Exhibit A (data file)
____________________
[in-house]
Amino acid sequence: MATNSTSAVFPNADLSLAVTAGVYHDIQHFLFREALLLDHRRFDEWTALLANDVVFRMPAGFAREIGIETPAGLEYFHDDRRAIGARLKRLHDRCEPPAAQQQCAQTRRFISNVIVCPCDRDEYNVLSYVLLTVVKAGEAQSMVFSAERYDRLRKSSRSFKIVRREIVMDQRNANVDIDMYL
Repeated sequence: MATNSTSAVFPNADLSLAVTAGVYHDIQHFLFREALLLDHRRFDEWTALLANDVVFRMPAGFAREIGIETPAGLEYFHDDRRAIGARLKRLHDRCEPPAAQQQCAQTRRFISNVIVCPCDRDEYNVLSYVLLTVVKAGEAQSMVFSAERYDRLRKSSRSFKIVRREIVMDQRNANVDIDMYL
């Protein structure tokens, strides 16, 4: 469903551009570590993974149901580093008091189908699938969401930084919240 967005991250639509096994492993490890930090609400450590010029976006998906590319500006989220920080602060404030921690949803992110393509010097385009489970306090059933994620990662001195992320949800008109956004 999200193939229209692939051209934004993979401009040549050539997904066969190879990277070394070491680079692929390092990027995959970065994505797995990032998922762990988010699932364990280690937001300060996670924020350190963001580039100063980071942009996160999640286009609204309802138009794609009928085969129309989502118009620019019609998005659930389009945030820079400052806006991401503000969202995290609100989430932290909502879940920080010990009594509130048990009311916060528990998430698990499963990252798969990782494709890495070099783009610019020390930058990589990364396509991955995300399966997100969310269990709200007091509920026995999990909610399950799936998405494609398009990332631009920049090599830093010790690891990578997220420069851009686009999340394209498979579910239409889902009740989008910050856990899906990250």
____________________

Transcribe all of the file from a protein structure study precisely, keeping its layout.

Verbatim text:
[in-house]
Amino acid sequence: MATNSTSAVFPNADLSLAVTAGVYHDIQHFLFREALLLDHRRFDEWTALLANDVVFRMPAGFAREIGIETPAGLEYFHDDRRAIGARLKRLHDRCEPPAAQQQCAQTRRFISNVIVCPCDRDEYNVLSYVLLTVVKAGEAQSMVFSAERYDRLRKSSRSFKIVRREIVMDQRNANVDIDMYL
Repeated sequence: MATNSTSAVFPNADLSLAVTAGVYHDIQHFLFREALLLDHRRFDEWTALLANDVVFRMPAGFAREIGIETPAGLEYFHDDRRAIGARLKRLHDRCEPPAAQQQCAQTRRFISNVIVCPCDRDEYNVLSYVLLTVVKAGEAQSMVFSAERYDRLRKSSRSFKIVRREIVMDQRNANVDIDMYL
């Protein structure tokens, strides 16, 4: 469903551009570590993974149901580093008091189908699938969401930084919240 967005991250639509096994492993490890930090609400450590010029976006998906590319500006989220920080602060404030921690949803992110393509010097385009489970306090059933994620990662001195992320949800008109956004 999200193939229209692939051209934004993979401009040549050539997904066969190879990277070394070491680079692929390092990027995959970065994505797995990032998922762990988010699932364990280690937001300060996670924020350190963001580039100063980071942009996160999640286009609204309802138009794609009928085969129309989502118009620019019609998005659930389009945030820079400052806006991401503000969202995290609100989430932290909502879940920080010990009594509130048990009311916060528990998430698990499963990252798969990782494709890495070099783009610019020390930058990589990364396509991955995300399966997100969310269990709200007091509920026995999990909610399950799936998405494609398009990332631009920049090599830093010790690891990578997220420069851009686009999340394209498979579910239409889902009740989008910050856990899906990250």